Women in Horror Spotlight: Lucy A. Snyder
Q: Tell us about your first experiences with the horror genre.
Gary A. Braunbeck was my main introduction to the horror genre. Before I met Gary 16 years ago, I had graduated from the Clarion workshop, and consequently I was mostly oriented toward science fiction and fantasy. I had been reading and enjoying horror fiction before that, but most of it had been marketed as gothic literature or dark fantasy or something other than out-and-out horror. For instance, there’s a lot of dark, disturbing stuff in Neil Gaiman’s Sandman series, but reading it in college I never thought “Hey, this is horror.” And more to the point, I’d been writing horror, but I saw myself as writing fantasy and SF.
Again, my genre disconnect was largely due to marketing. I was a teenager in the 80s during the horror boom, and all I saw were the gory, garish covers publishers put on horror novels. I found those really off-putting. Not because it seemed like “male” fiction — I’d been reading lots of hard SF and spy thrillers, which back then was definitely seen as guy stuff. It was because I associated horror with ignorance, superstition, and sub-par writing. The blood and evil clowns and keytar-brandishing skeletons struck me as incredibly stupid-looking, and I assumed that the contents of said books would surely be just as dumb as their covers. Likewise, I’d seen a few slasher movies and thought, “Wow, that was not for me” afterward, so that also discouraged me from trying books that were overtly marketed as horror. While I blissfully missed out on a lot of crap, I also missed out on excellent novels by writers such as JN Williamson.
My experiences as a webzine editor didn’t improve my opinion of horror much. Most of the really badly-written, poorly-plotted submissions I got were about psycho killers etc. Sure, I got bad SF submissions, too, but they were forgettably bad. As an editor you will never forget your first batch of necrophiliac poetry, no matter how hard you try.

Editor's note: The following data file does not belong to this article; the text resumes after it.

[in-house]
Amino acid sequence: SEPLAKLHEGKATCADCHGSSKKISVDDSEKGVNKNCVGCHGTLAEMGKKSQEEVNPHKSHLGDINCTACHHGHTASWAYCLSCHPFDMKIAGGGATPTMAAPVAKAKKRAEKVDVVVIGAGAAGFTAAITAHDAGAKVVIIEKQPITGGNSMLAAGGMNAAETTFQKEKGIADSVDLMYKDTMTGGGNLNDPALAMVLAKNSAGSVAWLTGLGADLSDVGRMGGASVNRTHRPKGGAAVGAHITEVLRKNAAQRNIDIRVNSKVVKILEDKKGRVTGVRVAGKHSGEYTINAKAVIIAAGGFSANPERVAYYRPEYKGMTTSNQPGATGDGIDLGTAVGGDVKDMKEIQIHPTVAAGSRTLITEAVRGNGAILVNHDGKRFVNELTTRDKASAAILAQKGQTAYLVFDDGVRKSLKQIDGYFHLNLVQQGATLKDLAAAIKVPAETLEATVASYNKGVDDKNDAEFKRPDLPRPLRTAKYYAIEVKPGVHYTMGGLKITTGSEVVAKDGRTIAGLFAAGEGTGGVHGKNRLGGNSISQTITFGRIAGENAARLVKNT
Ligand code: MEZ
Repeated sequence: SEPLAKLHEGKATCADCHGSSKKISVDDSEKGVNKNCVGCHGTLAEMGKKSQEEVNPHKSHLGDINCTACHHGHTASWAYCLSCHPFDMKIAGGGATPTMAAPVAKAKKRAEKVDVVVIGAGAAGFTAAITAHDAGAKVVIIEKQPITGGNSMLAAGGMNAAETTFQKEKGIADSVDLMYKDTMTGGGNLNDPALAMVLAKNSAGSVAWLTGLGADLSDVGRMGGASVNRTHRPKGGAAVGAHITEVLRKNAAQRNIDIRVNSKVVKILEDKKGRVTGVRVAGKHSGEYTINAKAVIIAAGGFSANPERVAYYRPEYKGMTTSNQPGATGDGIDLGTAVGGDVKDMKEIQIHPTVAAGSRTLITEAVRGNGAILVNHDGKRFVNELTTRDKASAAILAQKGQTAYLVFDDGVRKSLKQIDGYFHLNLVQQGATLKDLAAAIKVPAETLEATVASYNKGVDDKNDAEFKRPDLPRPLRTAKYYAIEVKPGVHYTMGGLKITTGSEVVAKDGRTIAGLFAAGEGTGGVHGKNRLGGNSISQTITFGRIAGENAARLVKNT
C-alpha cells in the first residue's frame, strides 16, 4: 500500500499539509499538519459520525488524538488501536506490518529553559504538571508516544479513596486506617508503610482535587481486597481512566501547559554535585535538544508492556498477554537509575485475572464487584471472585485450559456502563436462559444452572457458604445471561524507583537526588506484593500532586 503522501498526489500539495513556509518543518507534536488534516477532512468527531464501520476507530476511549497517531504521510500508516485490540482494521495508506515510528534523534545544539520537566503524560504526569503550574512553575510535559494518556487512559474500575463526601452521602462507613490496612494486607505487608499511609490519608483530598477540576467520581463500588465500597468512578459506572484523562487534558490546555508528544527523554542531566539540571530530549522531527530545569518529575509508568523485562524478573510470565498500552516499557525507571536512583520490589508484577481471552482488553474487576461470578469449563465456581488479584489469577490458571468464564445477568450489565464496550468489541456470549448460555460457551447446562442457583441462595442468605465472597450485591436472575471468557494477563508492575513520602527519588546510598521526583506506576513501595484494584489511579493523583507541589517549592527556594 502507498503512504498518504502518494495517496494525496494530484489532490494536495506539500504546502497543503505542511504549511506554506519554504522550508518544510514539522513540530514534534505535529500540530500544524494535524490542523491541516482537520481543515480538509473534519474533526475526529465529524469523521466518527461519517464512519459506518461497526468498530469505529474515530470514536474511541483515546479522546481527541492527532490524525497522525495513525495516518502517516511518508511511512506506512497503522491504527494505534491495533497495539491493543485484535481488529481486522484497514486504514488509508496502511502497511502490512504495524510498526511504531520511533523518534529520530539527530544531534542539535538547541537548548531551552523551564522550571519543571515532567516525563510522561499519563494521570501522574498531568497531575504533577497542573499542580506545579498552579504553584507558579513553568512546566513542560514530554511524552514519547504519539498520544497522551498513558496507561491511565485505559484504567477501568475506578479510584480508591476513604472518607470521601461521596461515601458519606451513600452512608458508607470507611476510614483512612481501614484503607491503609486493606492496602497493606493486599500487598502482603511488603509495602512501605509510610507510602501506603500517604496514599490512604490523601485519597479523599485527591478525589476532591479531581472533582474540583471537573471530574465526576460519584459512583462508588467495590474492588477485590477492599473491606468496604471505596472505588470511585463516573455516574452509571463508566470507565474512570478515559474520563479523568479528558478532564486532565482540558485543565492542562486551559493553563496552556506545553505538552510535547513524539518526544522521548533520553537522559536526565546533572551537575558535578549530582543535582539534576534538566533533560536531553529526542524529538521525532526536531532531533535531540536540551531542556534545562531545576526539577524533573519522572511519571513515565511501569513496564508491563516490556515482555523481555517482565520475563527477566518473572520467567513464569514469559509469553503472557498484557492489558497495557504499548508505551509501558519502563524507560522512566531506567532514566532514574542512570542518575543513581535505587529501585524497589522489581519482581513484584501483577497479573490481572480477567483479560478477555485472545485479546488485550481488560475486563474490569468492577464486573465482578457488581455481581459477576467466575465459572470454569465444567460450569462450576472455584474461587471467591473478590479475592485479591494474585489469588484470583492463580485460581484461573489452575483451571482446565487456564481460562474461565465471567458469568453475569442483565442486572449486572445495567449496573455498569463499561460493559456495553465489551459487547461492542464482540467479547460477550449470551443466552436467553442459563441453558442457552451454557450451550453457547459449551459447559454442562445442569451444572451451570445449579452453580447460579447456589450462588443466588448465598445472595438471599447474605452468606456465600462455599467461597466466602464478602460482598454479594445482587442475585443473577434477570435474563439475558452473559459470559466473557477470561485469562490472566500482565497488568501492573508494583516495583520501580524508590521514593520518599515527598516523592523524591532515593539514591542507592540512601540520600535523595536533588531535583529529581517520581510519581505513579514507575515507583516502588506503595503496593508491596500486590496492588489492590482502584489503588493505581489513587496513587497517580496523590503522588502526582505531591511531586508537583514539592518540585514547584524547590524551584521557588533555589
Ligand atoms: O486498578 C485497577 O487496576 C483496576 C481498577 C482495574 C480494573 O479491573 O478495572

Conversely, the dark fiction I received that was good always seemed like it was something else: fantasy, usually, or SF. If a story has a lot going on — and good stories always do — chances are the eye of the beholder will manage to see it in light of their favorite genre.
Anyhow, enter Gary A. Braunbeck, my own personal horror ninja. Early on he gave me a copy of his collection Things Left Behind, and it blew me away. It was emotional, and beautifully-written, and most of all, it was smart.
And then Gary said, “My horror collection — let me show you it!” And so over the years he’s shown me the good stuff I’d missed the first time around because it had been marketed the same as the stupid bad stuff.
Q: Can you, as a woman, write horror that would entice more women to read it?
I feel like rephrasing this question: “Can you, as a human being, write horror that would entice more human beings to read it?”
Women aren’t some monolithic group whom I could attract to my prose if, say, I’d only add a reference to Tampax on page 54 and use the words “flowers”, “baking” and “chocolate” more often, you know?
Some women read lots of horror fiction. Some women read horror novels but not horror stories. Some women read bloody true crime nonfiction but don’t like fiction. Some women watch horror movies and The Walking Dead but hate reading. And some avoid anything labeled “horror” but enjoy a good ghost story now and then.